Harkin cited a number of issues in which the Democrats were at odds with the GOP, saying of the Republicans "they'll have compassion but they won't help you". He opined that "it's like trying to heat up a cold house with warm thoughts: it might make you feel good but it doesn't stop someone from freezing." The Hawkeye State Senator closed with his notion that the upcoming Election could be summed up by what "you learned from driving: if you want to go backwards, you put it in 'R'- if you want to go forward, you put it in 'D' ."

The nominating speech for Joseph Lieberman was given by Senator John Breaux of Louisiana who noted that there were only two Democrats of the "sensible Center" in the Senate- himself and the Connecticut Senator. Breaux referred to it as "the Kosher/Cajun Caucus". Congresswoman Ellen Tauscher of California gave the first seconding speech (that weird phrase again!) and the final seconding speech was given by Lieberman's Connecticut colleague, Senator Christopher Dodd who noted that, in 1956 (the very year I myself was born IN Connecticut, by the way), a Jewish Connecticut Senator, Abe Ribicoff, had nominated the first Irish Catholic to be nominated for Vice President (Dodd's local history was a bit off: Ribicoff was Governor of the State at the time... but I'm not keeping score! An interesting footnote: the Senator in Ribicoff's [and Christopher Dodd's] future Senate seat in 1956 happened to be one Prescott Bush, the grandfather of the current Republican presidential nominee... like I've already said, Politics is rather "incestuous"!) and now Dodd, an Irish Catholic Connecticut Senator (himself the son of a Senator who was a colleague of the late Mr. Ribicoff's), was seconding the first Jew to be nominated for Vice President.

Senator Dodd then moved to make the nomination of Joe Lieberman official "by unanimous consent". Convention co-Chair Dianne Feinstein called for a voice vote- the "Ayes" had it (boy!... was I surprised!!) and the Democratic vice presidential nominee (as we could now officially call him) now came on stage to greet his Nutmeg State colleague. Finally, Senator Lieberman himself returned briefly to the podium from which he had addressed the assemblage less than 24 hours before and told the Convention that he was "proud to accept your nomination [same complaint here I had with the GOP: Lieberman was Gore's nomination- the delegates merely rubber-stamped it! Were we all really surprised by the actions of the Convention regarding the Connecticut Senator's nomination?!] to be the next Vice President of the United States."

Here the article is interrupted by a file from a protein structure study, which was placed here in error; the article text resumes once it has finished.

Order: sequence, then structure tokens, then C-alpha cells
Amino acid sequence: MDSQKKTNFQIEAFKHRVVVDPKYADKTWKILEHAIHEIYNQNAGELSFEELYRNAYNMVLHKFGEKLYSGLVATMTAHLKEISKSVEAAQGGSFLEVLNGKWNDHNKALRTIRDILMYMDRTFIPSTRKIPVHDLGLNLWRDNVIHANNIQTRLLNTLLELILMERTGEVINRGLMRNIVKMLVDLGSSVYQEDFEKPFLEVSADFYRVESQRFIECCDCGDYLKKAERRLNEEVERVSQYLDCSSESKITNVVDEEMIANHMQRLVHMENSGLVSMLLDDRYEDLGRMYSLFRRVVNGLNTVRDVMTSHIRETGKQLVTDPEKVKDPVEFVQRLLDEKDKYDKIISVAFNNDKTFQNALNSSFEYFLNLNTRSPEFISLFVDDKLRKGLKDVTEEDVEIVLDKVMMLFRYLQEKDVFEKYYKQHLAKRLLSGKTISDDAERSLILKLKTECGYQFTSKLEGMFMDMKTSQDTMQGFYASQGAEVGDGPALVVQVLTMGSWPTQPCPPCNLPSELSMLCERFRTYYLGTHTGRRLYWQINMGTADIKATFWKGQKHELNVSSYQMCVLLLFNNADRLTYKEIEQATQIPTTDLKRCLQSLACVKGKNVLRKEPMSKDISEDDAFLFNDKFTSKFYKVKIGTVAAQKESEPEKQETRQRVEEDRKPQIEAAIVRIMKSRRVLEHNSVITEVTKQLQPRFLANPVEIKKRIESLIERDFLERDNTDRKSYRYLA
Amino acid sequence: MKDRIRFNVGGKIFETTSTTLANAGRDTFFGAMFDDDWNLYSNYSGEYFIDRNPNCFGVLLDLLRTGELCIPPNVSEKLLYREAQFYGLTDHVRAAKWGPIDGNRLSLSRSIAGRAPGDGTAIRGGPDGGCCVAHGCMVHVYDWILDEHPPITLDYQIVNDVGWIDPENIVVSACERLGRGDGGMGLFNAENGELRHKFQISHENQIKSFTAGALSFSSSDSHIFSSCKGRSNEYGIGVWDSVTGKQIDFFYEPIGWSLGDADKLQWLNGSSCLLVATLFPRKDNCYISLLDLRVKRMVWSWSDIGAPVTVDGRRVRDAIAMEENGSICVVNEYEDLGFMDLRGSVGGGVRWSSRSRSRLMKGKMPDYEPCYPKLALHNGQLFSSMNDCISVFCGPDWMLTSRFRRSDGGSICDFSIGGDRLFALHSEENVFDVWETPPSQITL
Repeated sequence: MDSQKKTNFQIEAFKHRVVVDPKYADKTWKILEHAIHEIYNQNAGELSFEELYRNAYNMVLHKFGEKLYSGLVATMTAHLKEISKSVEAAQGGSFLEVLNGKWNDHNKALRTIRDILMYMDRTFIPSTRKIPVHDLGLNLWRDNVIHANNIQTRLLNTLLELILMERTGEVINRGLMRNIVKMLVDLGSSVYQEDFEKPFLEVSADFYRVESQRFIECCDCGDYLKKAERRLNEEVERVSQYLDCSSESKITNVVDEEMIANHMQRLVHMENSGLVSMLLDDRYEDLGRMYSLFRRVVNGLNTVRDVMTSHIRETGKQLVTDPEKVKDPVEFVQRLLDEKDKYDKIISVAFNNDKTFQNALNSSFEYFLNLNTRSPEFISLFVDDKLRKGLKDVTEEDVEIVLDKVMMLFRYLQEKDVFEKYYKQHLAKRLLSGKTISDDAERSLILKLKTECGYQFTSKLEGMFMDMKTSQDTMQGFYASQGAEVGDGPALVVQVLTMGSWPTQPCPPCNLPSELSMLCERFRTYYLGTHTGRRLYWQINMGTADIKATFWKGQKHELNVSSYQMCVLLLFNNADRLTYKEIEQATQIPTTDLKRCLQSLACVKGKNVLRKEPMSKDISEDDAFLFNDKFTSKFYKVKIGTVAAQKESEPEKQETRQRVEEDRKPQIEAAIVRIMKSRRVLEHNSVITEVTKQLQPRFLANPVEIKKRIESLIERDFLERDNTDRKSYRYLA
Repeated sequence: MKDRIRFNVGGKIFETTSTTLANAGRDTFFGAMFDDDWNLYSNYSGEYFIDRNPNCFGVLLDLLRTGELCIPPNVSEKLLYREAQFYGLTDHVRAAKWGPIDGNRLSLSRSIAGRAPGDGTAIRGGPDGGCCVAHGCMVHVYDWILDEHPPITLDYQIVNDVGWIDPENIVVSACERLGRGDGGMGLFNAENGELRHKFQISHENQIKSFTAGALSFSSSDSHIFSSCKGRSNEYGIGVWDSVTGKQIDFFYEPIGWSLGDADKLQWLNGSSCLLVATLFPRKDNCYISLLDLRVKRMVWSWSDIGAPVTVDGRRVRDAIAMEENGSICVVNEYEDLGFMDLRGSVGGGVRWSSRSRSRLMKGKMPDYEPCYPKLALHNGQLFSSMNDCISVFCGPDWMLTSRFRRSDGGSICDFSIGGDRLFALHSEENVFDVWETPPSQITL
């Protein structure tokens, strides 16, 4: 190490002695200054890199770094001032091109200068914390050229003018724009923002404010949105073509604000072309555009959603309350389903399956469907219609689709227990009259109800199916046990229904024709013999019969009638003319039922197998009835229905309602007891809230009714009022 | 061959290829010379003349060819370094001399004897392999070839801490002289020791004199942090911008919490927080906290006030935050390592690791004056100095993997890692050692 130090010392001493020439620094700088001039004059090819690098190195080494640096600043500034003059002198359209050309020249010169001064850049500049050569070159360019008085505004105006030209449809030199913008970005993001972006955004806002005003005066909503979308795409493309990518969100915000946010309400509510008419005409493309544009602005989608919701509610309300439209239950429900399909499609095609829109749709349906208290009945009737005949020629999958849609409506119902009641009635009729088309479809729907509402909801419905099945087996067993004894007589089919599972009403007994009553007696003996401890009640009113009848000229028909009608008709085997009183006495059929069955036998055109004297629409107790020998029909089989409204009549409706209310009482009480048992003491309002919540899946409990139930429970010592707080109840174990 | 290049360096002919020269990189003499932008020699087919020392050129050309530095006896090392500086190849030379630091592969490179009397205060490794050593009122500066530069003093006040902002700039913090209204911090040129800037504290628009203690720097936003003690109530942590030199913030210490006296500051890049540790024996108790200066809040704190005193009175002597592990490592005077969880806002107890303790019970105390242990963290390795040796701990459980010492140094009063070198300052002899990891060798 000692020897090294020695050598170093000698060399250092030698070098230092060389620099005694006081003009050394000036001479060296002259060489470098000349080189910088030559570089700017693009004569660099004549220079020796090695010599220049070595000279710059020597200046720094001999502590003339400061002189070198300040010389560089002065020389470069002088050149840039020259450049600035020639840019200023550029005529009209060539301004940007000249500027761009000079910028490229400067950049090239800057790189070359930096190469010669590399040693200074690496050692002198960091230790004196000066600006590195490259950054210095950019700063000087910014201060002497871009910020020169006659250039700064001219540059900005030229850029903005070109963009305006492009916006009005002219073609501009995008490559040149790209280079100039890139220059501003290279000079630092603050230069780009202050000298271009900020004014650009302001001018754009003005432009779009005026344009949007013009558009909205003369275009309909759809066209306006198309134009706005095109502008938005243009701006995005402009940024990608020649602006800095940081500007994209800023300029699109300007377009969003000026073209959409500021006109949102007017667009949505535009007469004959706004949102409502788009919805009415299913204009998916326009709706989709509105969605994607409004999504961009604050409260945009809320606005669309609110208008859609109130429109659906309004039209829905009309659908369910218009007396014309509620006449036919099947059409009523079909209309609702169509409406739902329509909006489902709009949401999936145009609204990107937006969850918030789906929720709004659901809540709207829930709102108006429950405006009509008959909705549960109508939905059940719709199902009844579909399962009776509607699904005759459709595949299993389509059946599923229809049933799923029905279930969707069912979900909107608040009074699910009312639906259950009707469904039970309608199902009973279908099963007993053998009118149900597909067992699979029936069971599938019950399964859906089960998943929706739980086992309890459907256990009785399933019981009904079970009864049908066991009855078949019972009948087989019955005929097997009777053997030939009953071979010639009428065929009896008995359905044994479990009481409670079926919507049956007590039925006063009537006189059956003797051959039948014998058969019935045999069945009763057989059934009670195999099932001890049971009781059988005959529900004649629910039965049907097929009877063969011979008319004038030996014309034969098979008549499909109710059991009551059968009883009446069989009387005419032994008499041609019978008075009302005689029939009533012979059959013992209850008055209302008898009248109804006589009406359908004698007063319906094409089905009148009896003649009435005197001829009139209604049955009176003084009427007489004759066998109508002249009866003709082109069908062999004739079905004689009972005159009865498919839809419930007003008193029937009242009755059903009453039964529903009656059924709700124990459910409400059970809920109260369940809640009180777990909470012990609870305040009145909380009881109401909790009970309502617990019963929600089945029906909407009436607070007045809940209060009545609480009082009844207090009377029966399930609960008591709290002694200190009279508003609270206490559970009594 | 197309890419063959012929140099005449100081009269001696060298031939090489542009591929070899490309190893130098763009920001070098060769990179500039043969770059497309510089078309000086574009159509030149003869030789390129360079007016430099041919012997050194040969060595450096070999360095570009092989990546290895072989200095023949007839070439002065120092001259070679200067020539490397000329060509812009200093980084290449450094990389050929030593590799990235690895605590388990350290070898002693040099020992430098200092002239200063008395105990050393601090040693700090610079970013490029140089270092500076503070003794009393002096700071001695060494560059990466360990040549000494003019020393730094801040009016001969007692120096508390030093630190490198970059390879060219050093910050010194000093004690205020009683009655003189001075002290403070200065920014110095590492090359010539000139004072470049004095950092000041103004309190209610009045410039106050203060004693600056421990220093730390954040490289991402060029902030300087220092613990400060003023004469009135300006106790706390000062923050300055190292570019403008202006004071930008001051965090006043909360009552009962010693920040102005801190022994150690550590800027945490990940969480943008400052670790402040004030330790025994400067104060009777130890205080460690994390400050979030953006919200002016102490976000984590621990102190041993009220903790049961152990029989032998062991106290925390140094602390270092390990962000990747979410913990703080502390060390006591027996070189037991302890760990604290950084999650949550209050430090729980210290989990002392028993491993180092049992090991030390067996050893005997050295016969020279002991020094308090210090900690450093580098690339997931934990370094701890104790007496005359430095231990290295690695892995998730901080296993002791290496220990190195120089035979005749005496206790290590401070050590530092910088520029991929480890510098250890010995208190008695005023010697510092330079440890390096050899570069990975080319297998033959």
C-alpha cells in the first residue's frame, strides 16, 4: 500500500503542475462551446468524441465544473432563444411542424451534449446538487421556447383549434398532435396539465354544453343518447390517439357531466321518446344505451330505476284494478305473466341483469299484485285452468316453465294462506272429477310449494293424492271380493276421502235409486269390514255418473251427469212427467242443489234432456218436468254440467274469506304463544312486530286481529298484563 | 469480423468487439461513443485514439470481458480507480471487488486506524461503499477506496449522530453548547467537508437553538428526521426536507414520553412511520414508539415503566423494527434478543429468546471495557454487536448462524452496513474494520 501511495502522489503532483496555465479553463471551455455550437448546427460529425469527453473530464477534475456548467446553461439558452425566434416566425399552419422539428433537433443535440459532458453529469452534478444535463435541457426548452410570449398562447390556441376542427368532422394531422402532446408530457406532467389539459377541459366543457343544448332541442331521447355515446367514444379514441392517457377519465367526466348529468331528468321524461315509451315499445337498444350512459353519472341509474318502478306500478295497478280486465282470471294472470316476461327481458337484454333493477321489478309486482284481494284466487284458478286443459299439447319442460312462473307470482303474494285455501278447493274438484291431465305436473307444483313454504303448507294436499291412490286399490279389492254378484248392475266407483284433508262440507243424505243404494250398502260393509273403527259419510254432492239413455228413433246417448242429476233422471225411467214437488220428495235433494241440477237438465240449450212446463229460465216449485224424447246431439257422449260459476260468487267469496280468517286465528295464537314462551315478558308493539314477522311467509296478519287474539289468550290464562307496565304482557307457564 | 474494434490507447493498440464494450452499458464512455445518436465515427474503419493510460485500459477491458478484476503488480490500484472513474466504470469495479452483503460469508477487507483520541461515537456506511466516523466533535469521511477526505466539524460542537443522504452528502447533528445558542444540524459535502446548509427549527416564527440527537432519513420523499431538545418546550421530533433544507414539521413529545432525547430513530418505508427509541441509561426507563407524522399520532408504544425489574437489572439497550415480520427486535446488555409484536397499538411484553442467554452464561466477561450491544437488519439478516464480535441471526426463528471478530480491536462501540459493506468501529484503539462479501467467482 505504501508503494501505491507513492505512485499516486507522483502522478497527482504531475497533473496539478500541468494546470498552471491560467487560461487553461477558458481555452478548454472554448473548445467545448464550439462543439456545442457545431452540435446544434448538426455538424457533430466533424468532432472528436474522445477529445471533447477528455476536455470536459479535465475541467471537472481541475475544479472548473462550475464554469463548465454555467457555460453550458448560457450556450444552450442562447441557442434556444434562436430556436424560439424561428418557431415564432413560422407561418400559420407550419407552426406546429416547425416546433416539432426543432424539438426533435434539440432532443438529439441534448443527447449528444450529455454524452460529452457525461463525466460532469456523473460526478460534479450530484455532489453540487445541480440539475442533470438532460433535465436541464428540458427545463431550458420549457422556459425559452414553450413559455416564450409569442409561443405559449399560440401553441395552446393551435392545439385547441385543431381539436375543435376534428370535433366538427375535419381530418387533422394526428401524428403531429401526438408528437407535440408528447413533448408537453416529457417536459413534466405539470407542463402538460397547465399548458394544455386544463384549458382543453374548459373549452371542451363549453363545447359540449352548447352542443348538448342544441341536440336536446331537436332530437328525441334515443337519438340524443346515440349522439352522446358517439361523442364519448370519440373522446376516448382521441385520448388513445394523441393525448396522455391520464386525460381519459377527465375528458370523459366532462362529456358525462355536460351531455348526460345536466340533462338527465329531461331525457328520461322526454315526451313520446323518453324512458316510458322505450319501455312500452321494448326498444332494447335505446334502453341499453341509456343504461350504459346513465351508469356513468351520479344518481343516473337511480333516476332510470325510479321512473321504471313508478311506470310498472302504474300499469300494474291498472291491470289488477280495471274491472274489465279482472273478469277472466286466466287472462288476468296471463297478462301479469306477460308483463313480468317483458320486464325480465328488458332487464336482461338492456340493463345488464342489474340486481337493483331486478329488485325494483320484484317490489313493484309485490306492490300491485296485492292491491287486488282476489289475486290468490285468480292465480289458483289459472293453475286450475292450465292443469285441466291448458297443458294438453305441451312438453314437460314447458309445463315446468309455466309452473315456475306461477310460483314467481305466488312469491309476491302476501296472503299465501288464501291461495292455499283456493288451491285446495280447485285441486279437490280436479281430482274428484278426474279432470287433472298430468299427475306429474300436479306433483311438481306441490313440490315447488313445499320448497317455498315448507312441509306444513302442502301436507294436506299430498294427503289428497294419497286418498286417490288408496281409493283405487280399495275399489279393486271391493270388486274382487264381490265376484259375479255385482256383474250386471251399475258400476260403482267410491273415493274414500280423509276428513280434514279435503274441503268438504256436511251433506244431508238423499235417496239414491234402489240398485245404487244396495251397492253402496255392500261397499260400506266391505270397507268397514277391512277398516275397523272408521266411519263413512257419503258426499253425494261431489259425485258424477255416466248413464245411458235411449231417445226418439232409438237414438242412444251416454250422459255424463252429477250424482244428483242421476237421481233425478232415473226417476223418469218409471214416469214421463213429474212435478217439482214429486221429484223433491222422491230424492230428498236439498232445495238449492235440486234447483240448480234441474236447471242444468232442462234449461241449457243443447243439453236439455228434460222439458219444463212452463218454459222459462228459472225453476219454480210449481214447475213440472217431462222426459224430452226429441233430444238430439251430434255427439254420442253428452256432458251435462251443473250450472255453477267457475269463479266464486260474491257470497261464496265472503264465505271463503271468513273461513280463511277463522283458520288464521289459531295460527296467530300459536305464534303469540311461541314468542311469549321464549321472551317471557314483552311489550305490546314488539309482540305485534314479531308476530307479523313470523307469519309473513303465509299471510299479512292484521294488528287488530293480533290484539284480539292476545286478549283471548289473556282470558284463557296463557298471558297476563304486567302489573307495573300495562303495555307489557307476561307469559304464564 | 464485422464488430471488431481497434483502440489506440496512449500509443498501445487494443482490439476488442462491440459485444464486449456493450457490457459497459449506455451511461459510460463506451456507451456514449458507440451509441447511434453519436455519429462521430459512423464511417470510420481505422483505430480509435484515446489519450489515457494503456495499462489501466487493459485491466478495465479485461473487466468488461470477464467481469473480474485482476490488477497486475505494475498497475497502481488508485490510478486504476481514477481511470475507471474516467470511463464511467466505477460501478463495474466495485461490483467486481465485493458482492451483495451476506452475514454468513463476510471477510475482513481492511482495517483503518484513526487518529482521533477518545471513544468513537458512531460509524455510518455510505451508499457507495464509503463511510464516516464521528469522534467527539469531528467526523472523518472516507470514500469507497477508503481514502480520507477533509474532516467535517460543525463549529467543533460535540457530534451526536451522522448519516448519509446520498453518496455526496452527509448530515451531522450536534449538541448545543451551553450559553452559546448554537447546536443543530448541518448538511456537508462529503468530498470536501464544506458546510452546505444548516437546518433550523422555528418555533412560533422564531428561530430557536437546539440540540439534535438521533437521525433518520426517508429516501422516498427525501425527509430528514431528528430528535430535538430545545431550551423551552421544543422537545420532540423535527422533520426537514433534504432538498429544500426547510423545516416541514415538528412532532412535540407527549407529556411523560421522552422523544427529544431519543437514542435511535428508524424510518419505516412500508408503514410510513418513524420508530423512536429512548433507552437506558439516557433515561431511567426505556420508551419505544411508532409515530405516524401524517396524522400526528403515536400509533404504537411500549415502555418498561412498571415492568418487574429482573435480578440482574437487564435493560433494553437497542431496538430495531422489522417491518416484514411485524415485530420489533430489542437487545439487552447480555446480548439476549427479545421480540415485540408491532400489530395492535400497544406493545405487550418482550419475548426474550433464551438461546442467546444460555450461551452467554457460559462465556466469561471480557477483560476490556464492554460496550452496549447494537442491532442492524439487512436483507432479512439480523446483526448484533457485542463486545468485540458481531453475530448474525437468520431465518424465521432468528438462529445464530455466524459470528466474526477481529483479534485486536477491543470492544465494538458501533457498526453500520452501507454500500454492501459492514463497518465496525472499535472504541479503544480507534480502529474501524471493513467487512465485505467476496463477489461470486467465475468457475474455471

There was now a musical interlude provided by violinist Mark O'Connor and young fiddlers from the Young Musicians' Foundation. This was followed by the playing of a tape of future Senator- and the Democratic nominee's father- Albert A. Gore, Sr. playing the fiddle at a Democratic rally in 1928. This led, in turn, to the final "American Dialogue" segment- one about Al Gore himself personally- during which Rev. Jane Holmes Dixon of the Episcopal Diocese of Washington, D.C. and a friend of the Vice President's "interviewed" other friends of Al Gore: journalist David Halberstam, who was a reporter for the Tennessean long before Al Gore himself was there; childhood friend Steve Armstead; Frank Hunger, the widower of the Vice President's sister Nancy; John Tyson, Gore's Harvard roommate; Bob Delabar, an Army buddy of the Vice President's.

That would have been all well and good, but they brought out Maryland Senator Barbara Mikulski (who came into the House at the same time as Al Gore [and Jimmy Carter's inauguration as President]), wheelchair-bound Michela Alioto- a former aide to the Vice President and a one-time candidate for Congress from California and the mountaineer who had guided the Democratic presidential nominee and his son up Mount Rainier. Much of all of this was simply rehashing what had been already shown in earlier videos during the Convention and I myself thought it all a lot of "overkill" which only served to make this much the same "stage show" we had seen in Philadelphia. Mercifully, Mr. O'Connor and his youthful fiddlers soon enough took this segment out.